## Thursday, June 10, 2010

### Finding n Consecutive Bits of Ones in a Bit Vector in O(lg n) Time

We want to find out whether a bit vector X of length m has n consecutive bits of ones, as well as all the positions where we can find it.

For example, the following bit vector:
(msb) 11111111 01111111 00111111 00011111 (lsb)
Has 5 consecutive ones starting at bit 0, 6 consecutive ones at bit 8, 7 consecutive ones at bit 16, and 8 consecutive ones at bit 24. In addition, we count 4 consecutive ones at bit 1, 3 consecutive ones at bit 2, and so on. The overlaps are also considered. Therefore, if we were to find all positions with 6 consecutive ones, we could generate a positional bit mask like this:
(msb) 00000111 00000011 00000001 00000000 (lsb)
The result indicates that we can find 6 consecutive ones in the original bit vector if we start at bits 8, 16, 17, 24, 25, 26.

Of course, if we can only access one bit at a time, the best running time we can do is O(mn). Most computers provide bitwise operators to compute logical AND and OR on the matching bits of two bit vectors simultaneously, as well as bit shift operators. This, as we show, will dramatically reduce our running time.

Our first attempt is to simplify the problem of finding two consecutive ones, that is, bit i should be set if both bit i and bit i + 1 are ones. This is easy. We shift X to the right by one bit, and AND it against the original unshifted X. In C, this is written as X & (X >> 1). We can generalize the first attempt to find n consecutive ones by doing X & (X >> 1) & (X >> 2) & ... & (X >> (n - 1)). This naive algorithm takes O(n) time.

The part that gets really interesting is when we observe that 4 consecutive ones can be detected by 2 consecutive ones followed by another 2 consecutive ones. In the original example,
(msb) 11111111 01111111 00111111 00011111 (lsb) [n = 1] Y0 = X
(msb) 01111111 00111111 00011111 00001111 (lsb) [n = 2] Y1 = Y0 & (Y0 >> 1)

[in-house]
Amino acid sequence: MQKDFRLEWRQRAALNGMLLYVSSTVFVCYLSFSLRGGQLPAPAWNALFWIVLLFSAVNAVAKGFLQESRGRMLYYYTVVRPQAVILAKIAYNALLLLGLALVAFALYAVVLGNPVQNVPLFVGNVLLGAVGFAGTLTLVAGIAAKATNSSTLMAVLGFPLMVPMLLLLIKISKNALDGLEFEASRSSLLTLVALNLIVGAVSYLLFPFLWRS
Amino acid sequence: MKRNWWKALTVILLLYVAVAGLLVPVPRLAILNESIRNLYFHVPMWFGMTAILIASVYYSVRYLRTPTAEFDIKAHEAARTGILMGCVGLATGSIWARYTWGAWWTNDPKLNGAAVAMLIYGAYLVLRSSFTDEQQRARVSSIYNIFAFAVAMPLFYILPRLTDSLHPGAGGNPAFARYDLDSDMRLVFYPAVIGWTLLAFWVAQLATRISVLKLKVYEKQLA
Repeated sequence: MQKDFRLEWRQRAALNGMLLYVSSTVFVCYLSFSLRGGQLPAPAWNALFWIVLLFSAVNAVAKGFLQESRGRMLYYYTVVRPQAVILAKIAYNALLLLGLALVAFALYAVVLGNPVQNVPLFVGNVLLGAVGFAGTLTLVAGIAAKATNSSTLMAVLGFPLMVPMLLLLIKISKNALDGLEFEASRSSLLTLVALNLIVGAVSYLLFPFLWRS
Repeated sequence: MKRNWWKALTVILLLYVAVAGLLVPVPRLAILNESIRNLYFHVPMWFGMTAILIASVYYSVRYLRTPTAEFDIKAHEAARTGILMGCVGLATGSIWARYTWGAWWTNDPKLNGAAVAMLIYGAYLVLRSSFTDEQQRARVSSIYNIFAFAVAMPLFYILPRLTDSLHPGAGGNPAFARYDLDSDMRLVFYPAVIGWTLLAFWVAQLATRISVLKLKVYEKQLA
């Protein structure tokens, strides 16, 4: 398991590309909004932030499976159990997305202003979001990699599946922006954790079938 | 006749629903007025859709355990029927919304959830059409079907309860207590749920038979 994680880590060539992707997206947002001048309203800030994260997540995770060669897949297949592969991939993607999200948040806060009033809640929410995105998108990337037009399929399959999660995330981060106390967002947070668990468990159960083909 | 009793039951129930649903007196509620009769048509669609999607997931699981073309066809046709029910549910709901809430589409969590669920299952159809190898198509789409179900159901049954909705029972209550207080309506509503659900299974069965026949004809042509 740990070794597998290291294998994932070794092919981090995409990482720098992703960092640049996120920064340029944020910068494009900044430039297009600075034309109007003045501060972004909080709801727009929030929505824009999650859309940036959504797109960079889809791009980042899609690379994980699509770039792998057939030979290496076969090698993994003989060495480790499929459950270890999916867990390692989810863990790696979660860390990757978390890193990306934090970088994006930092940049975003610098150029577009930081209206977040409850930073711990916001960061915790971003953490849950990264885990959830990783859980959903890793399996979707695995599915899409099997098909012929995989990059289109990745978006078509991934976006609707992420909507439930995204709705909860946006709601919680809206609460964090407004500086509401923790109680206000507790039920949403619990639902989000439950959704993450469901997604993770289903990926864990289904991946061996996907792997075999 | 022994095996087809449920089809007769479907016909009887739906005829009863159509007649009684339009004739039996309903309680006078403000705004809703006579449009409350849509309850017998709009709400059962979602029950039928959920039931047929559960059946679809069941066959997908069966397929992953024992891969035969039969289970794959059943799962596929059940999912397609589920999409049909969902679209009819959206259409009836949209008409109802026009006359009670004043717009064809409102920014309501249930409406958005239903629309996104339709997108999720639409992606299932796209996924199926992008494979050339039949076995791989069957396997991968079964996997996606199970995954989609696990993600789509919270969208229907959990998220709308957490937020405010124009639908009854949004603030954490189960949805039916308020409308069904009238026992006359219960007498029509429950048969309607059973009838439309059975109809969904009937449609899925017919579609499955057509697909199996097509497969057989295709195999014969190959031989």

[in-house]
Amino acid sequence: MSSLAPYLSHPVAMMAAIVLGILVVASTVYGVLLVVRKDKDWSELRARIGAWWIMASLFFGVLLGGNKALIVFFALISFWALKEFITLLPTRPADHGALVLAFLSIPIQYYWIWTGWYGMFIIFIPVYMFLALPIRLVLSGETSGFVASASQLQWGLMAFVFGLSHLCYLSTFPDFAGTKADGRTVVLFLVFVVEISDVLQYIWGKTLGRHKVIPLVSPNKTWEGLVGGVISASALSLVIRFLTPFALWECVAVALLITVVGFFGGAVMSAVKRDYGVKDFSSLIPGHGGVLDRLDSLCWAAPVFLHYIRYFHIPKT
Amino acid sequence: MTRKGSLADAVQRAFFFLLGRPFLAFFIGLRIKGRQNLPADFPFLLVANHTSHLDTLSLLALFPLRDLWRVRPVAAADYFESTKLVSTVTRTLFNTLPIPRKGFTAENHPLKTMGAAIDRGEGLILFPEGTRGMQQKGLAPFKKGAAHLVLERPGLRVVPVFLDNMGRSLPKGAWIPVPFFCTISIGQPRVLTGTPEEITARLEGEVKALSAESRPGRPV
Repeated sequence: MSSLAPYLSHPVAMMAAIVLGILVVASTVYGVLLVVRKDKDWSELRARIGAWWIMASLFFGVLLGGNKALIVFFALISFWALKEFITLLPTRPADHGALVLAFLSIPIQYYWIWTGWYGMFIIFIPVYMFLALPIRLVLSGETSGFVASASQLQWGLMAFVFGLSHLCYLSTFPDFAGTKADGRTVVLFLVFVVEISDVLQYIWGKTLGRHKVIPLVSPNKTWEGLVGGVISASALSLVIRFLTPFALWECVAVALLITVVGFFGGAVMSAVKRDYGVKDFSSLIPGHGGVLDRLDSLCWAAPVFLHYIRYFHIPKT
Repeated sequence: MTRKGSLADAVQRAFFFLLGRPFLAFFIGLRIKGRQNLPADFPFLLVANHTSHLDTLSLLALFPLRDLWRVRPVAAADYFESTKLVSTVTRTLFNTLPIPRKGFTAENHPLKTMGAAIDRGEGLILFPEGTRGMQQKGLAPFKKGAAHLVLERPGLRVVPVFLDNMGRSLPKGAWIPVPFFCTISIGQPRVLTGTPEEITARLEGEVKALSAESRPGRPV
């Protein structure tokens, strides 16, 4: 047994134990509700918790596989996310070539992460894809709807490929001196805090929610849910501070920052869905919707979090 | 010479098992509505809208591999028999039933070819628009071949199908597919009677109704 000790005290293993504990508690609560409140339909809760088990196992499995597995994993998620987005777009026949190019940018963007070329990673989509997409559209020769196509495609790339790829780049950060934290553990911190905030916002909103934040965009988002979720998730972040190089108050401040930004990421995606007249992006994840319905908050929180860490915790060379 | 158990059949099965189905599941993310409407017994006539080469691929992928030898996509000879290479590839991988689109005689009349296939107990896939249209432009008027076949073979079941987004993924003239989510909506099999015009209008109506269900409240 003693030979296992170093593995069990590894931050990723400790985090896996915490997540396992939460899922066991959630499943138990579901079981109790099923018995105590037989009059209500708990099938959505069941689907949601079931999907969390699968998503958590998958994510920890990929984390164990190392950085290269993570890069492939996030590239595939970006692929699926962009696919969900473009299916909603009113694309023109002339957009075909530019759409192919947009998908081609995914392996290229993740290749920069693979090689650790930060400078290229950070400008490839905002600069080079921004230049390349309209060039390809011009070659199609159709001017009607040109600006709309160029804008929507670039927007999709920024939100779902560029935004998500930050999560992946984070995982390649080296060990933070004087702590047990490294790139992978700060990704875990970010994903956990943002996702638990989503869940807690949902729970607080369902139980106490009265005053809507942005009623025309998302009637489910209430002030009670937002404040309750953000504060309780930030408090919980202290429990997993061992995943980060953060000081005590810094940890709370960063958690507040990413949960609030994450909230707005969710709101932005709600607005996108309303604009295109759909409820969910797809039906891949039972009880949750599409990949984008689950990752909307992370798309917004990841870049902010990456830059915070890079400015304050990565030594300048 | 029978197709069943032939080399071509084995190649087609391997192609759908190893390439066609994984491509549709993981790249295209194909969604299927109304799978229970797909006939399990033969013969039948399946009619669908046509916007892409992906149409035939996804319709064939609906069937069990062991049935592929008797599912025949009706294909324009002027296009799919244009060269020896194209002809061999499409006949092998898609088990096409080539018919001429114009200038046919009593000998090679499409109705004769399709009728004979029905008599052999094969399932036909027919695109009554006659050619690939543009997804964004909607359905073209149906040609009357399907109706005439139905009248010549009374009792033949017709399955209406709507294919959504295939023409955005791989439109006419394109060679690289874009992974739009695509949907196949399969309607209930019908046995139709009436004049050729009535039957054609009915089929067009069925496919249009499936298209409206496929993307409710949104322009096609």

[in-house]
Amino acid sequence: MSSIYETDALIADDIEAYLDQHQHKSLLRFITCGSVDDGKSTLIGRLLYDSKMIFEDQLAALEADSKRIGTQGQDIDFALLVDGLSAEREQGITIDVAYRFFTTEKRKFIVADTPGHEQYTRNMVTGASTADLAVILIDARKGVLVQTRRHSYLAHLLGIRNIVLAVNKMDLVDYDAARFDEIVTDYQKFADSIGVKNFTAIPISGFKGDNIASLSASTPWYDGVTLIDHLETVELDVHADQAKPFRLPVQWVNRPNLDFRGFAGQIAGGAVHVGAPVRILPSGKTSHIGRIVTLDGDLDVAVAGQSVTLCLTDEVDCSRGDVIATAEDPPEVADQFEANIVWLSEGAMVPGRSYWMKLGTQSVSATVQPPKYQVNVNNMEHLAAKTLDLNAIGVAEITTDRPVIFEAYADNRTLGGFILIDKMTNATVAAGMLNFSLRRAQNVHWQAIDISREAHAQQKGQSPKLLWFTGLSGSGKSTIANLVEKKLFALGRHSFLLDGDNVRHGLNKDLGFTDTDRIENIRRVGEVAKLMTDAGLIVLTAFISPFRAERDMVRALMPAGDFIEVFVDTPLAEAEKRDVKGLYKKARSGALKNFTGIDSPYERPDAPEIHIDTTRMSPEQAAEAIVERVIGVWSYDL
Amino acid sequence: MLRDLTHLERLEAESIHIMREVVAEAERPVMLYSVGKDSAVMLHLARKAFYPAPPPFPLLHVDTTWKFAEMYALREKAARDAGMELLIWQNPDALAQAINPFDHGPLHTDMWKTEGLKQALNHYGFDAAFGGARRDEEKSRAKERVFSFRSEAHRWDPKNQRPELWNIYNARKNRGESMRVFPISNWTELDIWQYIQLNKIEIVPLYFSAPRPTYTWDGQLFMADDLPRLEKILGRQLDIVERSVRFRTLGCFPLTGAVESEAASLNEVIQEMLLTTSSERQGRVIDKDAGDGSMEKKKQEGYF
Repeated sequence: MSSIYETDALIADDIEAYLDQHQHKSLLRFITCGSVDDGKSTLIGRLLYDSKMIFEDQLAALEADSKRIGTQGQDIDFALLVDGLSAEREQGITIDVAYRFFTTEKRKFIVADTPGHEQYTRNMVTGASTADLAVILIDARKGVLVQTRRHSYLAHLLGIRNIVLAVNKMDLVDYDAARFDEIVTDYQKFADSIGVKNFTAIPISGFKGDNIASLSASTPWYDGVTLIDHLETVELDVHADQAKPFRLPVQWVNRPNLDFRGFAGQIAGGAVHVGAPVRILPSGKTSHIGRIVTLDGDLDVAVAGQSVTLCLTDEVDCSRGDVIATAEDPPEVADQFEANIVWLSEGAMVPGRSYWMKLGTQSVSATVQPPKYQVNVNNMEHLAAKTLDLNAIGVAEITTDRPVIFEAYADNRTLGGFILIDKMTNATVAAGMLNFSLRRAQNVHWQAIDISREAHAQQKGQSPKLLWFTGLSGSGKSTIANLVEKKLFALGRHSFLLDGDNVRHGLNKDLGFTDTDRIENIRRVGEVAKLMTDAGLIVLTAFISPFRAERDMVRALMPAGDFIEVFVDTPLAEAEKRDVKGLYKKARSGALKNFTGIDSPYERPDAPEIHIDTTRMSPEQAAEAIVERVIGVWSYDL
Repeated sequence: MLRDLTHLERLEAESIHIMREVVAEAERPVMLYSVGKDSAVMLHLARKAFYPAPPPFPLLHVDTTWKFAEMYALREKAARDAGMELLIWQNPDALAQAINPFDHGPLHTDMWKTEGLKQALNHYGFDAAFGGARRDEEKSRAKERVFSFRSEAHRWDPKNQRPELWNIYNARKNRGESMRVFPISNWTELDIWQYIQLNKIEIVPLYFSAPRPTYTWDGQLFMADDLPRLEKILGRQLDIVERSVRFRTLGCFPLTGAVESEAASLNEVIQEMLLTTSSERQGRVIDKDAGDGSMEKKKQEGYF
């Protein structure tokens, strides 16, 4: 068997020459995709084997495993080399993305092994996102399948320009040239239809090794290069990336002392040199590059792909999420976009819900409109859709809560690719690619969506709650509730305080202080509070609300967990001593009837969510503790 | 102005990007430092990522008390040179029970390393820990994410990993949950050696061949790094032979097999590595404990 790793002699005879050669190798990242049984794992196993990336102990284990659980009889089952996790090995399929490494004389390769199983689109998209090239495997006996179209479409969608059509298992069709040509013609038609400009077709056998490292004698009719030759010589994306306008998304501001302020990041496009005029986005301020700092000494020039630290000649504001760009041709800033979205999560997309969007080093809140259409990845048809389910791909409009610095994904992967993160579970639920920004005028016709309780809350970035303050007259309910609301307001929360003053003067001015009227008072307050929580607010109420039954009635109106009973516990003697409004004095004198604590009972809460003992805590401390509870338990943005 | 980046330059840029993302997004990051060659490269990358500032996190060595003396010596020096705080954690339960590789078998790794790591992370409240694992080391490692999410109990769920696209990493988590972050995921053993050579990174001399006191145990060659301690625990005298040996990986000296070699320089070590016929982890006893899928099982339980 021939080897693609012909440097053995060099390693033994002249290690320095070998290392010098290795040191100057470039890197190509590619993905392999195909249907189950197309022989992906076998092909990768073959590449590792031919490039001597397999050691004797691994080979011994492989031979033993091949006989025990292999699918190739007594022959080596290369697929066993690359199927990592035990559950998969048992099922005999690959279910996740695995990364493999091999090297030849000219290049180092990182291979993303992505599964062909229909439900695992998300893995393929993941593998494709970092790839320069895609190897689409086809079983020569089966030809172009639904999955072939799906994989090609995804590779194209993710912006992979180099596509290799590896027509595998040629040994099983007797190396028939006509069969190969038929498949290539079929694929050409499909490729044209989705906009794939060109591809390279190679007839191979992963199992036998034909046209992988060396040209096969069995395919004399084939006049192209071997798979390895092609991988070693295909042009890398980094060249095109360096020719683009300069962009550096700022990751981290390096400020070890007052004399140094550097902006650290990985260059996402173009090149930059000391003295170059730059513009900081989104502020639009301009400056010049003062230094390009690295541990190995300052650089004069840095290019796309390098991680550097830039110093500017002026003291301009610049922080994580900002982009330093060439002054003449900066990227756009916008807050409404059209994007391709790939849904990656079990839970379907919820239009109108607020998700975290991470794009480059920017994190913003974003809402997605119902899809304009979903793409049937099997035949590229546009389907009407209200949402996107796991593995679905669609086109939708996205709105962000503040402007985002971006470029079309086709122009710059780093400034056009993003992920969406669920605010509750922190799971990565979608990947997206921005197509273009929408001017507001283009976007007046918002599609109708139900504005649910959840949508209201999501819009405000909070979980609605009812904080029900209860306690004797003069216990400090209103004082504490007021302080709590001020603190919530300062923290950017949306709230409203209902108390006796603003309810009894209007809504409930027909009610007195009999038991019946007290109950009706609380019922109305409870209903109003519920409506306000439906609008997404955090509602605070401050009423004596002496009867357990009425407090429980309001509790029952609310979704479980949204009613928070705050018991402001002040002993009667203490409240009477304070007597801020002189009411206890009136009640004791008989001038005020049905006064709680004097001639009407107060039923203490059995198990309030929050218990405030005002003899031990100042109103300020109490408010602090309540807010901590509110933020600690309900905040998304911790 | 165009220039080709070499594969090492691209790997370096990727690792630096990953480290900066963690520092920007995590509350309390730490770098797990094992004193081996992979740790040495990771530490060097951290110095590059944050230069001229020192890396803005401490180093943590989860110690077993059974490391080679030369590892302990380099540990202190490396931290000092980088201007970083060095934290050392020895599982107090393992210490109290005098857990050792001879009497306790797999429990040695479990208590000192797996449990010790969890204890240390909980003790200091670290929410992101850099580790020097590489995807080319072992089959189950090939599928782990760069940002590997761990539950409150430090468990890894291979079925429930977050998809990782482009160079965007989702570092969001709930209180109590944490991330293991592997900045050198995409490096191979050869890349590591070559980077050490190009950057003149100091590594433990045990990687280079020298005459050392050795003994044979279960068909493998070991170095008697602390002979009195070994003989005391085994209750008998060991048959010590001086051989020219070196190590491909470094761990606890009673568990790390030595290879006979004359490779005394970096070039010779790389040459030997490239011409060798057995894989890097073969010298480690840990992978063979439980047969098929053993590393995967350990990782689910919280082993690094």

(msb) 00011111 00001111 00000111 00000011 (lsb) [n = 4] Y2 = Y1 & (Y1 >> 2)
(msb) 00000001 00000000 00000000 00000000 (lsb) [n = 8] Y3 = Y3 & (Y2 >> 4)

The reason why this works is that in computing Y2, we use the fact that Y1 has gaps of 2 consecutive zeroes to shorten our span of ones, and in Y3 uses the fact that Y2 has gaps of 4 consecutive zeroes, and so on. This is another type of SWAR algorithm.

We will keep doing this until we reach a power of 2 that is <= n. Then the last step we just apply a shift to truncate off the remainder of the bits.

In the original example, suppose we want to find n = 7 consecutive ones.
(msb) 11111111 01111111 00111111 00011111 (lsb) [n = 1] Y0 = X
(msb) 01111111 00111111 00011111 00001111 (lsb) [n = 2] Y1 = Y0 & (Y0 >> 1)
(msb) 00011111 00001111 00000111 00000011 (lsb) [n = 4] Y2 = Y1 & (Y1 >> 2)
(msb) 00000011 00000001 00000000 00000000 (lsb) [n = 7] R = Y2 & (Y2 >> 3)

The last step R, instead of shifting by 4, we only need to shift by 3.

The final algorithm is this:
typedef unsigned int bitvec_t;

bitvec_t consecutive_mask(bitvec_t x, unsigned int n) {
unsigned int stop = prev_pow2(n);
for (unsigned int i = 1; i < stop; i <<= 1)
x &= (x >> i);
if (stop < n)
x &= (x >> (n - stop));
return x;
}

The for-loop runs in O(lg n) time. We still need to show that prev_pow2(), which computes the power of two that is <= n, also runs efficiently. Again, this can be done using a SWAR algorithm.
unsigned int prev_pow2(unsigned int n) {
return (fold_bits(n) >> 1) + 1;
}

where fold_bits() is the SWAR algorithm defined as follows:
unsigned int fold_bits(unsigned int x) {
x |= x >> 1;
x |= x >> 2;   /* last for 4-bit */
x |= x >> 4;   /* last for 8-bit */
x |= x >> 8;   /* last for 16-bit */
x |= x >> 16;  /* last for 32-bit */
x |= x >> 32;  /* last for 64-bit */
return x;
}

The remark "last for k-bit" indicates that if x only has k bits, then that line is the last operation for the fold_bits algorithm. Since our n only has 5 or 6 bits, we only need to do up to "last for 8-bit." It turns out that this part is also O(lg n).

Here we presented the problem of finding the positions of all consecutive bits of ones in a bit vector, and an algorithm to do it in O(lg n) + O(lg n) = O(lg n) time. An application for this algorithm is dynamic storage allocation. Suppose I have each bit in the bit vector to indicate the availability of a storage cell, then this algorithm allows me to find places where I can reserve n consecutive storage cells in O(lg n) time.